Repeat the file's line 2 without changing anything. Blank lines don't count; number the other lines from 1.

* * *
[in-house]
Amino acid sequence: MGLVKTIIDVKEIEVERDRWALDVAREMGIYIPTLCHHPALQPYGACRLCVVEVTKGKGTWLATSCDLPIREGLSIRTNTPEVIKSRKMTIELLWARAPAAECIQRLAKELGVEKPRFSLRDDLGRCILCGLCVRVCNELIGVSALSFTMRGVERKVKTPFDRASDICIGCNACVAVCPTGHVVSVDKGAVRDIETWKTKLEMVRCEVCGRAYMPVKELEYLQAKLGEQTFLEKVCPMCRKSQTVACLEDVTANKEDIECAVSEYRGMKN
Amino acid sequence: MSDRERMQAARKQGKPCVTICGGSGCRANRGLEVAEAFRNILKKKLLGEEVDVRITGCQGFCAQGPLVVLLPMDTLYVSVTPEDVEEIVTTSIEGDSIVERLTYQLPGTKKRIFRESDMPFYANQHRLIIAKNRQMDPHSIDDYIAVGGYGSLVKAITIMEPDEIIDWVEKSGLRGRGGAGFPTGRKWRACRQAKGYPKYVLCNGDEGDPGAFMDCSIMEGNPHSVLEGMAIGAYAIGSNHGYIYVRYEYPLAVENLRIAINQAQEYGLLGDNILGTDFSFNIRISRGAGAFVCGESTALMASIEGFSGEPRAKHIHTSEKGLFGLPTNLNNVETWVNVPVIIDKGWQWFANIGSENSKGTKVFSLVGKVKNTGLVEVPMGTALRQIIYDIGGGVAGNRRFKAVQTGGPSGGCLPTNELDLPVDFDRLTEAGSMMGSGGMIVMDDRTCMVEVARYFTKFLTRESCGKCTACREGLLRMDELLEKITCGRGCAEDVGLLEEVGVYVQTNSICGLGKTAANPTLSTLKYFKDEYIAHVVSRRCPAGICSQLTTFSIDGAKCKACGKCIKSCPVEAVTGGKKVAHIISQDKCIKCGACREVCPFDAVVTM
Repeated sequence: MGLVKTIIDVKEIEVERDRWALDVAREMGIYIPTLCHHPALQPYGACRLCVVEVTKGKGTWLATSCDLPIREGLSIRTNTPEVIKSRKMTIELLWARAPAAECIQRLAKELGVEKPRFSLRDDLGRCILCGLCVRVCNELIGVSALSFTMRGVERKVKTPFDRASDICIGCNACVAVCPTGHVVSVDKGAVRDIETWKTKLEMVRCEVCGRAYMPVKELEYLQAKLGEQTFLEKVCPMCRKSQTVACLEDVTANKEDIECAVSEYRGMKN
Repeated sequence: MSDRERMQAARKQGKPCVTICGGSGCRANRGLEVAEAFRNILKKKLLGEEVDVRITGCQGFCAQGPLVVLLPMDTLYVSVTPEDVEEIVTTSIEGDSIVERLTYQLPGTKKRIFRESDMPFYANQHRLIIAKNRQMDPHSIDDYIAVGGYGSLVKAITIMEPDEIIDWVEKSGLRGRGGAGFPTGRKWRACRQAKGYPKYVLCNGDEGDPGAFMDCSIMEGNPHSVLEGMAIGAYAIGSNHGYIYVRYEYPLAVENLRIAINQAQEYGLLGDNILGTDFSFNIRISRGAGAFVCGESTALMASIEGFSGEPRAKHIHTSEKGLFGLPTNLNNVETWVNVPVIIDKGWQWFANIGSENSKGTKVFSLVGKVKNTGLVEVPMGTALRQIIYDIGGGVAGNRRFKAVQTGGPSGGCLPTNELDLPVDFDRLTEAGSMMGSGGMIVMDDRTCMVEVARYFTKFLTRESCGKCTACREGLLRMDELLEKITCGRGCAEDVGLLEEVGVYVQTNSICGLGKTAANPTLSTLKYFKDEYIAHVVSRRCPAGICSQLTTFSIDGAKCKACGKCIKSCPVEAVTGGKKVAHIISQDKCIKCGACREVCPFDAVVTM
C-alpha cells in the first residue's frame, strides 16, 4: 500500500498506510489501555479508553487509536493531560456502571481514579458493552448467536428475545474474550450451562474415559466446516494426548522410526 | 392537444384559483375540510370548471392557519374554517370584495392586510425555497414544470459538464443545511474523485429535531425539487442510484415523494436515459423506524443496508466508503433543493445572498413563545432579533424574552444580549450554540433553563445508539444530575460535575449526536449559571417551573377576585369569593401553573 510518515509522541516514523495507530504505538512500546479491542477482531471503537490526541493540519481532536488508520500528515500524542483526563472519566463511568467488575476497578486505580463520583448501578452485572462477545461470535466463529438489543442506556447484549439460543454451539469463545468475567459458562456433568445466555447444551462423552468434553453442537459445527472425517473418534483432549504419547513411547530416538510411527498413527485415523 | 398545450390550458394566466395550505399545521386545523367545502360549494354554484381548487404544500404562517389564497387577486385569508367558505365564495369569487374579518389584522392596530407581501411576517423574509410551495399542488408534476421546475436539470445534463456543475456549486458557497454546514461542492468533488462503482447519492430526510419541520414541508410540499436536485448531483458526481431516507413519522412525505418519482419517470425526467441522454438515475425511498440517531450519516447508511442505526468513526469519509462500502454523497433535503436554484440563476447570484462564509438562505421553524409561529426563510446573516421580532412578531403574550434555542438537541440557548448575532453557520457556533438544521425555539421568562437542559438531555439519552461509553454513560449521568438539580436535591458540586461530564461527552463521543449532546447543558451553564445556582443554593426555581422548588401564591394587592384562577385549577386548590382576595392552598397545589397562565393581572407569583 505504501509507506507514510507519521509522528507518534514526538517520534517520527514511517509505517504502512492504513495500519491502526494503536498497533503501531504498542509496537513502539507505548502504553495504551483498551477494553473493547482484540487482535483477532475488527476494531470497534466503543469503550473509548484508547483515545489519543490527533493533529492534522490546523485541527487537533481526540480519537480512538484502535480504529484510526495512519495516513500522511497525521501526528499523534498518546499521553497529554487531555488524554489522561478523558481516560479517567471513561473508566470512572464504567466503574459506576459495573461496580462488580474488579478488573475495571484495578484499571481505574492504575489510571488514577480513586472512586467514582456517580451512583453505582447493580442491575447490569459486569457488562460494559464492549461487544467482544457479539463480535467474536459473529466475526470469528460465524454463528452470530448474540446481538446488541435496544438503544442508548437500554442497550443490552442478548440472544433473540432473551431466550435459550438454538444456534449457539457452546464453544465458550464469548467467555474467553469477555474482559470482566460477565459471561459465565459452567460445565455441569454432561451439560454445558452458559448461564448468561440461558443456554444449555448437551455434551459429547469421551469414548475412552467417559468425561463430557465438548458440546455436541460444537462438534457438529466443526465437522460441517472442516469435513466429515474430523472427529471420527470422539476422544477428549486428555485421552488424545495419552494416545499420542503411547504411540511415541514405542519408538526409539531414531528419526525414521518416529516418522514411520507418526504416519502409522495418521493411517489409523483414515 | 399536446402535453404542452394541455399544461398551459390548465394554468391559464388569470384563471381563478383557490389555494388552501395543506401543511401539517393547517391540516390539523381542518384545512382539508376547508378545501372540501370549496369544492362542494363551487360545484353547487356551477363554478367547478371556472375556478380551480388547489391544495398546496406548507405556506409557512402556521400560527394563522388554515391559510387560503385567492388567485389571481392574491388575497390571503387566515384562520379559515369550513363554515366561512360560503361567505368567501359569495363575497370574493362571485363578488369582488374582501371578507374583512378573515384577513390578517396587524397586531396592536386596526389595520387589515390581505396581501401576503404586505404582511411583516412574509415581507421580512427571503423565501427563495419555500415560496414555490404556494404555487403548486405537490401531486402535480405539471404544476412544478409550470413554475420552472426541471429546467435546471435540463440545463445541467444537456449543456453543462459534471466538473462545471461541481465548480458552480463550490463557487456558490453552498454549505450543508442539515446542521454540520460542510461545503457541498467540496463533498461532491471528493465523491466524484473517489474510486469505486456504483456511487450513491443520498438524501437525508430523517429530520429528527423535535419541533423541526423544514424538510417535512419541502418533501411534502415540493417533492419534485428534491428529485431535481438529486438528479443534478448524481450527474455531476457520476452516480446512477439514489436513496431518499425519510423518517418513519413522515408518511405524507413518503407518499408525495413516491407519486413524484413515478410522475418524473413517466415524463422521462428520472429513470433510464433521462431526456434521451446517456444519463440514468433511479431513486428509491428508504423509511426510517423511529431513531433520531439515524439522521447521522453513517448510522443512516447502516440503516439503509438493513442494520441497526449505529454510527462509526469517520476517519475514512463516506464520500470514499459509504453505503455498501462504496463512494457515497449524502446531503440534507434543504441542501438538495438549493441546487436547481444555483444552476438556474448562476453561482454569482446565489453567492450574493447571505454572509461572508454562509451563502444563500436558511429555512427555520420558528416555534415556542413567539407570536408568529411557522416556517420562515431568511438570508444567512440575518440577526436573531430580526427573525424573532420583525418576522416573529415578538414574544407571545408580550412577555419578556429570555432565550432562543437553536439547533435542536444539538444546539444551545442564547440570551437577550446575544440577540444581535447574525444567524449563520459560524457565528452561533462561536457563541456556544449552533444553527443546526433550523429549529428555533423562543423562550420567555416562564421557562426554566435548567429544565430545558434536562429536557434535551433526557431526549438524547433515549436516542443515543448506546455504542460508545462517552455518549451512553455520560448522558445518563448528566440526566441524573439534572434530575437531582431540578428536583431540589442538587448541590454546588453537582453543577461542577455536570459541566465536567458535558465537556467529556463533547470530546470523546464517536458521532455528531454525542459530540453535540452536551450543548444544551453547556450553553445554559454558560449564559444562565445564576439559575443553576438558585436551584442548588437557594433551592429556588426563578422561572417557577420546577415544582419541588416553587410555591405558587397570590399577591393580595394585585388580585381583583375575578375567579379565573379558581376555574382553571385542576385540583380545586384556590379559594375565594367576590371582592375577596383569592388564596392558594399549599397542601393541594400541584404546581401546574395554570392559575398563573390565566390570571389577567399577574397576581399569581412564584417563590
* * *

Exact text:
Amino acid sequence: MGLVKTIIDVKEIEVERDRWALDVAREMGIYIPTLCHHPALQPYGACRLCVVEVTKGKGTWLATSCDLPIREGLSIRTNTPEVIKSRKMTIELLWARAPAAECIQRLAKELGVEKPRFSLRDDLGRCILCGLCVRVCNELIGVSALSFTMRGVERKVKTPFDRASDICIGCNACVAVCPTGHVVSVDKGAVRDIETWKTKLEMVRCEVCGRAYMPVKELEYLQAKLGEQTFLEKVCPMCRKSQTVACLEDVTANKEDIECAVSEYRGMKN